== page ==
Stadia’s leadership fails its users and passionate development team amidst a class-action lawsuit

In a new class action lawsuit, Google is being sued for advertising that Stadia was more powerful than Sony’s Playstation and Microsoft’s Xbox through streaming in 4K, when in fact few games were using this quality when the service first became available. Instead, most games were streamed at 1080p at launch. Even so, Stadia’s management and marketing teams have done nothing to update their campaign to reflect this. The lawsuit alleges that Google “grossly exaggerated the streaming quality and screen resolution” in an attempt to increase its subscriber numbers.

While Google gave developers the ability to deliver their games to consumers in 4K quality and 60 frames per second, many didn’t use it at launch. Basically, it’s possible that many gamers have shopped into Stadia with the promise of competitive console-quality 4K streaming and instead got a little less than advertised. Marketing has essentially misled consumers into thinking that all games are available in 4K – whoops!

If you’d like to see the original Google commercial, you can check it out below. Aside from being completely stupid and annoying, these commercials kept pounding 4K and 60 FPS, and this Stadia is basically like … “electric air”. Instead, they should have driven home the fact that gamers can play anywhere and on the hardware they already own. After learning the hard way that their target market weren’t hardcore gamers, they finally stopped by and started using that marketing, but not before the courts got involved and this lawsuit surfaced I think.

What is Stadia?

Stadia is just the newest, most logical, mind-boggling and absurd gaming platform in the world!

It’s basically “electric air”

The lawsuit, should it be brought in court, is intended to cover anyone in the United States who has the Stadia Founder’s Edition, Premier Edition and / or a subscription to between June 6, 2019 and the date the lawsuit is resolved Stadia Pro. There is currently no per-user amount attached to reporting, but such litigation takes time. So keep an eye on the news. So far, if you are part of the affected group, you do not have to “join” the lawsuit to receive redress.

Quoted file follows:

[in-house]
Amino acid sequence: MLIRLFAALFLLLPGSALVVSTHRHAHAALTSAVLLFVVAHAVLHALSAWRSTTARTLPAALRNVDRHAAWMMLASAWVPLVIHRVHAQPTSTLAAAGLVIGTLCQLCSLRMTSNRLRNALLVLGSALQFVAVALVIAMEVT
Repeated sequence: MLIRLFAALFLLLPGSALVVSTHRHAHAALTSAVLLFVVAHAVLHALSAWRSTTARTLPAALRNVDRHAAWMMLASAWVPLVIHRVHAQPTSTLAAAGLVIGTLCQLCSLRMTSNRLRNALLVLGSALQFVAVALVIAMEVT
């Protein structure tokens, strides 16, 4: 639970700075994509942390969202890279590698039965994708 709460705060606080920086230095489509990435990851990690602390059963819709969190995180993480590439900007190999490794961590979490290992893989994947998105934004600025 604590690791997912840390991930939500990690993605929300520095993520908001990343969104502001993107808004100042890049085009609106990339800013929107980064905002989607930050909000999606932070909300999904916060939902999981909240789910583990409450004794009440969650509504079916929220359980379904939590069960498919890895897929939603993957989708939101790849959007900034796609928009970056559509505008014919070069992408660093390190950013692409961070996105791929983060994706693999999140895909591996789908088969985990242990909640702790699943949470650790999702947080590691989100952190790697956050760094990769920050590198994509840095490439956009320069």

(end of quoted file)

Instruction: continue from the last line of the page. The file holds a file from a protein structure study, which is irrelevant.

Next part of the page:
Stadias leadership decisions

You know, I love Stadia conceptually and as a service, but Google seems to be doing everything in its power to get on the news for something different each week. It’s a shame that the hard-working, passionate team of Stadia developers are doing everything in their power to make service world class and revolutionary, while the leadership team is consistently making decisions that negatively affect everyone around them.

I have no idea what’s going on at Google this year, but I’m starting to see a pattern – they make a great team of talented, creative people who want to bring an idea to life and then put someone on the lead who will destroy it all. I know this might sound a little harsh, but it’s true. These people seem to have poor industry experience or simply have no contact with the community they serve in general. How does that even happen?